Alumni Spotlight: Naiqiang Qian

Alum Neil (Naiqiang) Qian was a student in the Computational Finance and Risk Management Master of Science campus cohort of 2015. As a student, Neil worked as a Quant Financial Analyst Intern at Synergy Financial Management before joining Amazon full-time after graduation. Neil recently shared his thoughts about his time in the CFRM program.

Neil Qian

Hometown: Jiangsu, China
Undergraduate University: Xi’an Jiaotong Liverpool University/University of Liverpool
CFRM Graduation Year: 2016
Current Location: Los Angeles, CA
Job Title: Senior Data Scientist

Q: What is the best part of your current job/position?
NQ: 3 things about my job that I really enjoy – 

  • The opportunity to work in a variety of areas (e.g. media streaming, retail, voice assistant, ads, etc.) 
  • The opportunity to learn a wide range of skills (e.g software/data engineering, machine learning, econometrics, and even corporate finance…)
  • The opportunity to innovate and create new solutions.

Q: How did your time in the CFRM program help you with your career path?
NQ: CFRM helps in 2 ways – CFRM teaches us a set of hard skills (e.g coding, stats, simulation, etc.). They are absolutely necessary for a data-related career. More importantly, we learn how to learn in the CFRM program. CFRM has a really challenging curriculum. If you are able to get through the coursework within such a short timeframe, you should be able to learn anything in work with ease (i definitely struggled a lot while I was in CFRM but the struggle is a sign of growth!)

Q: What was your most memorable event or activity during your time in the program?
NQ: The final project for Optimization for Finance – we have to solve a real-life problem with no pre-set solution or definitive answer. As a result, we have to create everything from scratch using the tools/models we learnt. We also have to create a narrative on what the solution means for our customers in the final presentation. Looking backwards, this project is the most reminiscent of the work in my everyday job. It is super challenging but I definitely had the most fun intellectually.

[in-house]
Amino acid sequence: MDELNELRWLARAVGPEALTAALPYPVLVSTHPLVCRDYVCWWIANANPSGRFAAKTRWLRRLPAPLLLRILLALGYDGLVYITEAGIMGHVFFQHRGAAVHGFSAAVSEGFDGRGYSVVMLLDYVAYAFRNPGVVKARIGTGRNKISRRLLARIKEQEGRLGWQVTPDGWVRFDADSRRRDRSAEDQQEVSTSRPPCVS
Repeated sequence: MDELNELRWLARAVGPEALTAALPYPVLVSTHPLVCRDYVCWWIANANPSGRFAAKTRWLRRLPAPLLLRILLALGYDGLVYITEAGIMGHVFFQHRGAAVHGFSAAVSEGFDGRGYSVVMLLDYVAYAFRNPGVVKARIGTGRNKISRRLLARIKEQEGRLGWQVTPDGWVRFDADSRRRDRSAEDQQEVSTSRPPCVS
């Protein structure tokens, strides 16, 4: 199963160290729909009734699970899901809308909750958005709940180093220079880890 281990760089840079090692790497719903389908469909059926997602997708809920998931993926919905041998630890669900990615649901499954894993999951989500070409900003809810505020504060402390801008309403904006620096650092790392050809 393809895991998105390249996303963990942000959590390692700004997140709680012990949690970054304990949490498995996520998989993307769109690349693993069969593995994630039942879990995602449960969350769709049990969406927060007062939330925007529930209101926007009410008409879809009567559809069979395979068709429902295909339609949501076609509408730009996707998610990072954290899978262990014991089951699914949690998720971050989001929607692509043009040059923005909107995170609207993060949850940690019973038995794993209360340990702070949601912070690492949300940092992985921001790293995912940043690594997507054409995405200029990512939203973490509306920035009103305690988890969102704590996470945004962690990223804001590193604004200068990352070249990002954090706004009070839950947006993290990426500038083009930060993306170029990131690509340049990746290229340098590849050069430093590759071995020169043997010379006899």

Q: What advice would you give incoming CFRM students?
NQ: 1) think more deeply – instead of following a template just to get assignments done, try thinking about the deeper reason why some model or code is set up that way (e.g. why using regression for factor model? Can we use random forests for it? if yes, why and vice versa?). Also think more about the root assumption each model has (e.g. what assumption is Black-scholes making? Under which scenario will this assumption fail? Can we test the assumption?)
2) learn to simplify – learn to simplify for both yourself and for others (for example – can you use one sentence to explain what principle component analysis does and how/why it works? Can you explain it to a kindergarten kid?) You can GRASP any knowledge by decomposing and simplifying it. You can MASTER any knowledge if you can explain it to anyone in this world. (Hate to say but in academics, we tend to complicate things instead of simplify things.)
3) lower the expectation for yourself going into CFRM but embrace the process – Know in advance that CFRM will be hard: you will suffer in the next 18 months unless you are a genius (assume you are not a genius – I know I am not). At the same time, embrace the challenge, know that feeling difficult and unsettled is the very sign that you are learning and growing, so welcome the challenge and that hard feeling.

Q: What was your favorite CFRM course? Why?
NQ: Optimization in Finance and Monte Carlo Method. Because optimization and simulation are fundamental approaches, which can be applied across a lot of areas. 

Q: What are your favorite memories of CFRM / UW Seattle / Seattle?
NQ: The campus is amazing, so is its surrounding neighbourhood. My favourite thing is to walk around the campus. The university gym is phenomenal too!

Q: What is something you wish you had known when starting graduate school?
NQ: Too many things I wished I knew – but how to code is definitely the number one thing I wished I knew when starting graduate school.

Q: What is something you wish you had known when starting your first job?
NQ: Again, too many things I wished  I knew – but 3 things stand out
1) Communication is the key – the ability to create a narrative (i.e. storytelling) and explain any concepts to anyone is really the superpower in work. Most of the time, it is the people who know how to storytell win instead of those who know how to code or model.
2) Start simple and iterate – before we start doing anything, it is super easy to get trapped in the mindset where we need to create the most perfect thing. Even though it is the right aspiration, it is not the right mindset. Instead, we need to start with a simple solution and make stepwise improvements.
3) Know how to relax and recover – when everybody works as hard as you, the ability to recover and sustain becomes the magic sauce.

Q: What made you interested in your current field?
NQ: The opportunity to learn and grow